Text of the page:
fire, maggie mcreynolds blog

Into the Fire

Warning: this is a woo woo post.

A while back, I studied contemporary shamanism. A shaman is believed to be a healer who travels between the world as we know it and the world of the spirits. I wasn’t looking to become a shaman, assuming such a thing is even possible. But I was definitely looking.

Our first assigned meditation, I got way more (and less) than I was expecting. We were supposed to meditate our way into the spirit world and ask for a guide. I wanted something cool, like a panther. Instead, I got a toothless old aboriginal dude who wouldn’t talk to me, but who seemed very amused by me and my presumptions.

I wanted a mysterious jungle to travel, me and my exotic panther. Instead, I got an other-worldly beach with a purple sky, indigo blue sand, and red water.

My annoying guide pointed at the horizon down the beach, which just so happened to be completely on fire, and gestured that I should walk into it.

What the what?!

I cried. I pleaded with him. I was terrified. “I’ll be burned alive,” I sobbed.

“No,” he ‘said’ gently without moving his mouth. “It’s the only thing that will save you. Everything that is not you will be burned away.”

So I stepped into the flame. I could feel it burn my clothes, lick at my limbs, crinkle the hairs in my nose. Ash swirled around me. But the rock pathway under my feet was surprisingly cool. Eventually, it led to a clearing, an eye of the firestorm.

I stood there, eyebrows singed, hair thick with ash, skin smudged with soot, and all my clothes burned away. And I laughed. I had never felt more alive in my life.

Just a silly and overactive imagination? You tell me. Over the next few months, I lost my job, my marriage, my health, a lot of money, almost everything I owned, and the ability to care independently for my son. Lying bedridden, stripped of everything I thought had mattered and defined me, I was forced to admit that without any of these things—my stuff, my job, my societal roles, my money—I was still here. So it must be true that I was not any of these things. I was simply me.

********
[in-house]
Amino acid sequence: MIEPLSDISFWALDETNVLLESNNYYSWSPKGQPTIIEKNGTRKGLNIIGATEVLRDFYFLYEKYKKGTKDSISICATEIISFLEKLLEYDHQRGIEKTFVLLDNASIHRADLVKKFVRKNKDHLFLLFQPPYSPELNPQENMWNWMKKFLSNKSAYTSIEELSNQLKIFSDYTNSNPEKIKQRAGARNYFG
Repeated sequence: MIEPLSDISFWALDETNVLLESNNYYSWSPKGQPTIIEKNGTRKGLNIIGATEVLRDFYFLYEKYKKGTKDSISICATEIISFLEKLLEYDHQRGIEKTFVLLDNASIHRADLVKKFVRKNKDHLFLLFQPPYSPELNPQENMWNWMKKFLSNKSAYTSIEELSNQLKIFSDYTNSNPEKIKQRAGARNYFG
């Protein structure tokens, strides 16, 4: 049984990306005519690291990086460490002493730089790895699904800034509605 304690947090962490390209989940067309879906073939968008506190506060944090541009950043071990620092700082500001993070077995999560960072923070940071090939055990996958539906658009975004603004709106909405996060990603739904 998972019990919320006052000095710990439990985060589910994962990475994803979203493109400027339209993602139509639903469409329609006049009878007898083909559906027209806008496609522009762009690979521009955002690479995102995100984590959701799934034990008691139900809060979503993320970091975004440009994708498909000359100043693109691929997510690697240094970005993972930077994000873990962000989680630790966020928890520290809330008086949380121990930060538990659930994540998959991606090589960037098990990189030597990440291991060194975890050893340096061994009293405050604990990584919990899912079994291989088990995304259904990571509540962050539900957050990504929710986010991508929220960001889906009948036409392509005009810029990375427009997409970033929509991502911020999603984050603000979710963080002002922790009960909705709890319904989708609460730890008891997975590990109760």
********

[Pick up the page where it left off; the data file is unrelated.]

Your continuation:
I couldn’t get up to shower, but in many ways, I had never felt more alive in my life.

That was years ago. I have recovered a great deal, I have a vibrant coaching practice, I moved cross-country, I take care of my son. I am surrounded by stuff, but I don’t care about any of it. The lesson remains.

If you’re facing a trial by fire—and that fire could be as tragic as the loss of your job or your health or someone you love, or as exciting as knowing you want something different or more from your life—I invite you to step right into the flame. It’s counter-intuitive but true: the only way out is through.

And if you want some help, some reassurance that your essence, the things that make you really you, won’t go up in smoke, I’d be honored to be your guide. I know fire. And I know its power to forge something beautiful.

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